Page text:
TV Moore’s ‘The dead zone’ at AGNSW

In New York in February I saw the exhibition NYC 1993: experimental jet set, trash and no star, which I wrote about briefly for Stamm. Perhaps the most interesting thing for someone from my generation (born 1980) was its attempt to historicise 1993—a ‘period’ from my own lifetime. There was a bank of video monitors on the upper floor that grounded the included artworks through that year’s daily news cycle and emphasised the fact they were made in time, bound by real events from the prosaic to the extraordinary.

Last week in Sydney I saw TV Moore’s The dead zone, a work from 2003—exactly a decade later. Now a decade old itself, I wondered if it too was somehow emblematic of its time. What did 2003 look like in the art world? Was it any different from 2013?

Moore’s work achieved some profile when it was first exhibited. I think it was reproduced in Art & Australia and RealTime, most likely other places too. My feeling is that at the time I only ever saw reproductions and read about it, but nonetheless the work entered into my understanding of early millenial video art in Australia and lodged there.

The work is lo-fi in a considered way, a quality that in hindsight feels like it speaks of the period. Three years earlier Shaun Gladwell had shot to acclaim with the balletic skateboarding of Storm sequence. As with Gladwell’s use of slow motion, Moore employs a similarly simple trick during editing; a figure running (and stumbling) through the streets of Sydney in the cold light of dawn is filmed backwards then replayed forwards.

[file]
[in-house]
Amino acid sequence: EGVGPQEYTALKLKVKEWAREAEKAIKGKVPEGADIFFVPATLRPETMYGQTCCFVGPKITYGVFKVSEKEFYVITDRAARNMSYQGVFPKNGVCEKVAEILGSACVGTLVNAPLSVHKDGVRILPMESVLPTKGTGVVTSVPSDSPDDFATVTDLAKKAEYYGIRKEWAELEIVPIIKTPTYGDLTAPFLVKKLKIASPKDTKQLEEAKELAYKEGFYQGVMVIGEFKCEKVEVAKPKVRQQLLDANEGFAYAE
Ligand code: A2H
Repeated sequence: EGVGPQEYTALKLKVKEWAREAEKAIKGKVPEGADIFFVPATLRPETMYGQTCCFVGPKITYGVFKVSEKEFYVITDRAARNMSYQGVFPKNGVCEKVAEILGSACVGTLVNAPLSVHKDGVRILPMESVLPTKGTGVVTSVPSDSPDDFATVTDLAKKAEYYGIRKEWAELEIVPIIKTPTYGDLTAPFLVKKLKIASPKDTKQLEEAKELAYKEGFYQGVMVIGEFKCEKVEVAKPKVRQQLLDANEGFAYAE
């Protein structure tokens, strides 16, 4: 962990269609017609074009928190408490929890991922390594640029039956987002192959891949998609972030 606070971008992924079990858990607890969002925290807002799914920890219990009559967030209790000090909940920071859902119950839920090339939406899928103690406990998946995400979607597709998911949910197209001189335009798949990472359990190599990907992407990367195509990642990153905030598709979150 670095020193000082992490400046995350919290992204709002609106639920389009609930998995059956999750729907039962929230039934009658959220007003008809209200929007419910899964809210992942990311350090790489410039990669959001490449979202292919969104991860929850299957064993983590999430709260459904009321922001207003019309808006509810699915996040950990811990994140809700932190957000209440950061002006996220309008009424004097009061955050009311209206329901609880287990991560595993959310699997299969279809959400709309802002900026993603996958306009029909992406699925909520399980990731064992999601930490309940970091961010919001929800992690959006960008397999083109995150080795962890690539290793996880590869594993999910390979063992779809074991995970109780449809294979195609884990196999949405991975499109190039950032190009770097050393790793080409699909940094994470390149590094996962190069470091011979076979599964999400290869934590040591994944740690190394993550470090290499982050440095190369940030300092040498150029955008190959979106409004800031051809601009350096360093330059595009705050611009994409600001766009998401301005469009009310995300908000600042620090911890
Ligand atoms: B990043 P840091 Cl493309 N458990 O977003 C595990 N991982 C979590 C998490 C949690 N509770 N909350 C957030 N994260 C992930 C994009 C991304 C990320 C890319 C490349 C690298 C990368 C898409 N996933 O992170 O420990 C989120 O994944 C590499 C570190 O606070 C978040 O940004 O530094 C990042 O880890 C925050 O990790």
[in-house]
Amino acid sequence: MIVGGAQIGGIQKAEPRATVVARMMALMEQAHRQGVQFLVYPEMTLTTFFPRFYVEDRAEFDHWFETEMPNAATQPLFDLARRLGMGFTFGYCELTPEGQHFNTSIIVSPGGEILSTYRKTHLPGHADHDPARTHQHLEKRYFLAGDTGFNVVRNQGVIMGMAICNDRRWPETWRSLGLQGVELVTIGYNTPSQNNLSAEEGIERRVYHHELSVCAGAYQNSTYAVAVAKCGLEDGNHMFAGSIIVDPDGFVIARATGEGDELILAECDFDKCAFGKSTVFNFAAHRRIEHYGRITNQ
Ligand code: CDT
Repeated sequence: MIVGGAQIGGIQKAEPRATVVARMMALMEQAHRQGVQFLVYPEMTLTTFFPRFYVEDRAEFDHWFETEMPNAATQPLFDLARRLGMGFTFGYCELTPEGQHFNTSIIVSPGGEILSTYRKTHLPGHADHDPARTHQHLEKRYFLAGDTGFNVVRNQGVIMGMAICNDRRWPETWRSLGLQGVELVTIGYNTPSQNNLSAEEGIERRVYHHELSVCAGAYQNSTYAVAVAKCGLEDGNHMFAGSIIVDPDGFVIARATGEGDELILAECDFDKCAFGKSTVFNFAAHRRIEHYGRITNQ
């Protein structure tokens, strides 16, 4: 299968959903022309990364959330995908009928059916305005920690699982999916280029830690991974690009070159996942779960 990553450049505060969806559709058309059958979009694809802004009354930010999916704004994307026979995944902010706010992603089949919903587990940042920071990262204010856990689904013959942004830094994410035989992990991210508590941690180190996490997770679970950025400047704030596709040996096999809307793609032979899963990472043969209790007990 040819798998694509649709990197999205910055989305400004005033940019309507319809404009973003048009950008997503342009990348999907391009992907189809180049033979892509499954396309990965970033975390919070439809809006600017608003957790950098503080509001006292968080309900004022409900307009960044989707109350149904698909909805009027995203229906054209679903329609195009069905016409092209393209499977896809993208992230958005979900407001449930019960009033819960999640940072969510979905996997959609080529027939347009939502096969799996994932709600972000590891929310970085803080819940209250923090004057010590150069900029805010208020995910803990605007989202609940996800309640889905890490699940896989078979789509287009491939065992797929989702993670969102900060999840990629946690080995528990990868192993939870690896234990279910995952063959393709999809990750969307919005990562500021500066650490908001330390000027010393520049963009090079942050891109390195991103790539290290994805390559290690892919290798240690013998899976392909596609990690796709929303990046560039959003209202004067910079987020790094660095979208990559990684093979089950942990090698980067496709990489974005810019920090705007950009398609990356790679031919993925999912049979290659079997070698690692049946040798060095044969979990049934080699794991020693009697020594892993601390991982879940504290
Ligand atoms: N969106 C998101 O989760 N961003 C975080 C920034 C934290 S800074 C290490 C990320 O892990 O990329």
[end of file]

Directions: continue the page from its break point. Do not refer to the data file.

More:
This effect grants the slowed-down action a certain heaviness and emphasises gesture and movement in interesting ways. It’s also strikingly cinematic, but in a way that remains non-specific. By this I mean that the work recalls any number of moving-image sequences yet these are never fully articulated; if there is a narrative it remains off-screen.

This calculated ‘fuzziness’ of intent leaves The dead zone open to interpretation. Its representation of urban anxiety is undeniably bordered by the SARS crisis of 2003 and the memory of September 11’s falling towers, but all this remains non-commital. Any gravity it might touch on is instantly defused by the feeling that Moore seems equally aware (perhaps more so) that the grainy urban vista of his work is also the stuff of zombie movies and rap videos.

In fact, the film-maker Spike Jonze used a similar backwards/forwards editing trick in 1995 when he directed the video to the Pharcyde’s ‘Drop’, a direct echo that reveals how culture circulates and how artists like Moore work.

For me this reference locates The dead zone perfectly—the pathos that carried ‘Drop’ in 1995 retreats just the right distance to become inflected with the kind of nostalgia that might justify its reinterpretation in 2003. This lapse also allows its dominant motif—figures moving through urban streets—to collect other references to events both real and imagined, to in a sense become populated with transient memories of the intervening time. Popular culture merges with the real world, but in doing so the features of each blur together and are rendered hazy. Unpegged from anything specific, The dead zone just might be about anything at all.

Is that what 2003 looked like?

TV Moore, The dead zone, 2003, dual-channel DV/DVD, John Kaldor Family Collection at the Art Gallery of New South Wales, Sydney.

TV Moore, ‘The dead zone’, 2003, dual-channel DV/DVD, colour, sound, each 3:30 mins

TV Moore, ‘The dead zone’, 2003, dual-channel DV/DVD, colour, sound, each 3:30 mins

TV Moore, ‘The dead zone’, 2003, dual-channel DV/DVD, colour, sound, each 3:30 mins